Earth Today |New money for vital natural resource?
WITH AN identified water storage gap in the Caribbean has come the recommendation for the sourcing of alternative financing for the precious resource in the region.
This is a point of view reflected in the perspectives paper developed by Global Water Partnership – Caribbean, which is titled ‘Status, need and role of freshwater storage in the Caribbean’ and authored by Anika Cole and Dr Adrian Cashman.
According to the researchers, the predominant financing model for the region is now one whereby “operation and maintenance costs are covered by revenue from tariffs but capital works are funded through loans guaranteed by governments and by government transfers”.
“Tariffs are predominantly low across the region, which results in limited finances to maintain, rehabilitate and upgrade the ageing water infrastructure. Losses from these systems are high with average levels of non-revenue water across the region being in excess of 50%. This, coupled with challenges to collect tariffs, particularly in unmetered zones where estimated billing is the norm, has along with other factors resulted in utilities being severely underfunded,” explained Cole and Cashman.
Larger water infrastructure upgrades are generally funded through development agencies and international financial institutions such as the World Bank, Caribbean Development Bank, Inter-American Development Bank, and in the case of climate-related projects, the Green Climate Fund.
The trouble, Cole and Cashman indicate, is that these funding sources are becoming more competitive to tap into with increased development “not just regionally but globally”.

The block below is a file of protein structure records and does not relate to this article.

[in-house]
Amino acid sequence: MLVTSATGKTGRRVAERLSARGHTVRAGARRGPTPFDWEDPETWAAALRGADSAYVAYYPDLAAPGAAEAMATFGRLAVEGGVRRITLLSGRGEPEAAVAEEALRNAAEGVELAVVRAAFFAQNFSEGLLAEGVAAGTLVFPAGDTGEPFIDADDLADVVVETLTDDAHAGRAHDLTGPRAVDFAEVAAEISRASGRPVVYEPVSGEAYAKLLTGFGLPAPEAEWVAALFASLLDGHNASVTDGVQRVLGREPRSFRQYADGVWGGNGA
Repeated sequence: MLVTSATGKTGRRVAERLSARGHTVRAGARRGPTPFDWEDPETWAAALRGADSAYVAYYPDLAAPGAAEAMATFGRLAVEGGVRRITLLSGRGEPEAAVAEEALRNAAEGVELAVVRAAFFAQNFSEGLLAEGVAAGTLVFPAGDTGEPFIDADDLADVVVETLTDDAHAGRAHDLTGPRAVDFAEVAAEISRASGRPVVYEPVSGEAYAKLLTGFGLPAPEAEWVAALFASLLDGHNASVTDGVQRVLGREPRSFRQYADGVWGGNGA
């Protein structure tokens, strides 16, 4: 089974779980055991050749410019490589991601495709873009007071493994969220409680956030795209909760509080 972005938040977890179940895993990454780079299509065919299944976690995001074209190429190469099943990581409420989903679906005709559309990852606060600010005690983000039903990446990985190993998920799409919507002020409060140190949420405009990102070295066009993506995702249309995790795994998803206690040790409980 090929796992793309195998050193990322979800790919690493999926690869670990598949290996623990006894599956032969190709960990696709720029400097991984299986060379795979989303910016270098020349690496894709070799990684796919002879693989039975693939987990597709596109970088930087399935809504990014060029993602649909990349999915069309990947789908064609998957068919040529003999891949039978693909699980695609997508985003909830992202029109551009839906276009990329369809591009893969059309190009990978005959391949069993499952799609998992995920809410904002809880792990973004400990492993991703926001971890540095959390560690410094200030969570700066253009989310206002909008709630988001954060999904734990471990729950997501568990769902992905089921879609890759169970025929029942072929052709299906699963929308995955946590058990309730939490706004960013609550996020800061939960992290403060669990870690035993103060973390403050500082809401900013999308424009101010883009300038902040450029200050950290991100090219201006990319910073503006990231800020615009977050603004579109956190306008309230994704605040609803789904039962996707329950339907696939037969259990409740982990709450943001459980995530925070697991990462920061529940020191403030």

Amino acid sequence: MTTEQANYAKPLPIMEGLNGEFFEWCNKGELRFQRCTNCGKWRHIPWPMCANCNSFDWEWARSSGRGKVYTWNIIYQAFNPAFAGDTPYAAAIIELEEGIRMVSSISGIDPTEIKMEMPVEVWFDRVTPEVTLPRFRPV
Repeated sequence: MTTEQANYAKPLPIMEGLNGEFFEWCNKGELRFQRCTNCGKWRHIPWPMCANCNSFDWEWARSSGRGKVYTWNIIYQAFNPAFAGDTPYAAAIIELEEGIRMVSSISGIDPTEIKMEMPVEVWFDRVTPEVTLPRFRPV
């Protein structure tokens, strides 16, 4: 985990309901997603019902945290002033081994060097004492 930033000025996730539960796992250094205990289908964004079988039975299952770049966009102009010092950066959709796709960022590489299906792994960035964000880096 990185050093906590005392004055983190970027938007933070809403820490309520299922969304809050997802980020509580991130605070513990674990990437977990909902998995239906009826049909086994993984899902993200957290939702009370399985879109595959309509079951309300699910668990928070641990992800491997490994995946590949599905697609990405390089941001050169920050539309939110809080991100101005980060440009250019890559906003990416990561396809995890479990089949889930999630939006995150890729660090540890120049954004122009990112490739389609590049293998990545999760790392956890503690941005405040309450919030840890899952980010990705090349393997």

“However, these agencies are at lengths to point out that finance is available but that there must be clear and well-prepared applications that they can consider,” they said.
The solution, Cole and Cashman advance, may rest, at least in part, with ‘niche financing’.
“There is opportunity in exploring more niche financing streams, especially through public-private partnership. Several large private sector firms, including breweries, manufacturers, have gone the route of being self-sustainable with their own infrastructure. There is growing interest around how to leverage private sector participation through shared resources and programmes to meet both public and private water demand,” the researchers said.
Diverting funds is another option.
“Another lens to look at this is that in the evaluation of where to divert funding, the measure of return is almost exclusively financial with the economic cost of the risk of not investing overlooked in the process. In other words, the co-benefits need to be better articulated and factored into the financial and economic analyses to demonstrate the wider returns on investment. This suggests that water utilities need to work more closely with the ministries responsible for finance and economic development to advance their cause,” they added.